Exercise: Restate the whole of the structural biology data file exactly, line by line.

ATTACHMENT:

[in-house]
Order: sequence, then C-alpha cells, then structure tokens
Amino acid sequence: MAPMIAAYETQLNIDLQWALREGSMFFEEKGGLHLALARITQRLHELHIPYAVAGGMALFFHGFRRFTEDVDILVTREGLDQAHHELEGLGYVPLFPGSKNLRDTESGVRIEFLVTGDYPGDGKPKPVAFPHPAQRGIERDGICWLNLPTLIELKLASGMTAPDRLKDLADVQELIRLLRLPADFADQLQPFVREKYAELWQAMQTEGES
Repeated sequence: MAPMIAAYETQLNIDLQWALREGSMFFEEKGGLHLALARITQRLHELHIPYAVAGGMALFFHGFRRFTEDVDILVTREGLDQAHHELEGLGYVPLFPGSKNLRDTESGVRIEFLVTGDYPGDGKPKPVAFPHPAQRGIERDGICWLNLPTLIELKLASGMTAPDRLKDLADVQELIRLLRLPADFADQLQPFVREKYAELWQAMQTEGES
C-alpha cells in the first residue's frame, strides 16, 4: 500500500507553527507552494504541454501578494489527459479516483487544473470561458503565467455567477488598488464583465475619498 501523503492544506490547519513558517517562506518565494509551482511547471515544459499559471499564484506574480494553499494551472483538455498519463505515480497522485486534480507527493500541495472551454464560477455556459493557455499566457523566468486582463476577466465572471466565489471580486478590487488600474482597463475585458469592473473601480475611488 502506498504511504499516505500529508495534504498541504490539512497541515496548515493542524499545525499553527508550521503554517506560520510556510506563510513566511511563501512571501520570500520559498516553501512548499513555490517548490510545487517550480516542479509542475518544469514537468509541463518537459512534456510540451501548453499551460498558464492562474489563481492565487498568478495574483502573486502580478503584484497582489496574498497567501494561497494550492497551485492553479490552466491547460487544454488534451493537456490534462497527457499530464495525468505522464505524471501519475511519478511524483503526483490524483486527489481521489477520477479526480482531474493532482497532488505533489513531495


[in-house]
Order: sequence, then C-alpha cells, then structure tokens
Amino acid sequence: MAPMIAAYETQLNIDLQWALREGSMFFEEKGGLHLALARITQRLHELHIPYAVAGGMALFFHGFRRFTEDVDILVTREGLDQAHHELEGLGYVPLFPGSKNLRDTESGVRIEFLVTGDYPGDGKPKPVAFPHPAQRGIERDGICWLNLPTLIELKLASGMTAPDRLKDLADVQELIRLLRLPADFADQLQPFVREKYAELWQAMQTEGES
Repeated sequence: MAPMIAAYETQLNIDLQWALREGSMFFEEKGGLHLALARITQRLHELHIPYAVAGGMALFFHGFRRFTEDVDILVTREGLDQAHHELEGLGYVPLFPGSKNLRDTESGVRIEFLVTGDYPGDGKPKPVAFPHPAQRGIERDGICWLNLPTLIELKLASGMTAPDRLKDLADVQELIRLLRLPADFADQLQPFVREKYAELWQAMQTEGES
C-alpha cells in the first residue's frame, strides 16, 4: 500500500507553527507552494504541454501578494489527459479516483487544473470561458503565467455567477488598488464583465475619498 501523503492544506490547519513558517517562506518565494509551482511547471515544459499559471499564484506574480494553499494551472483538455498519463505515480497522485486534480507527493500541495472551454464560477455556459493557455499566457523566468486582463476577466465572471466565489471580486478590487488600474482597463475585458469592473473601480475611488 502506498504511504499516505500529508495534504498541504490539512497541515496548515493542524499545525499553527508550521503554517506560520510556510506563510513566511511563501512571501520570500520559498516553501512548499513555490517548490510545487517550480516542479509542475518544469514537468509541463518537459512534456510540451501548453499551460498558464492562474489563481492565487498568478495574483502573486502580478503584484497582489496574498497567501494561497494550492497551485492553479490552466491547460487544454488534451493537456490534462497527457499530464495525468505522464505524471501519475511519478511524483503526483490524483486527489481521489477520477479526480482531474493532482497532488505533489513531495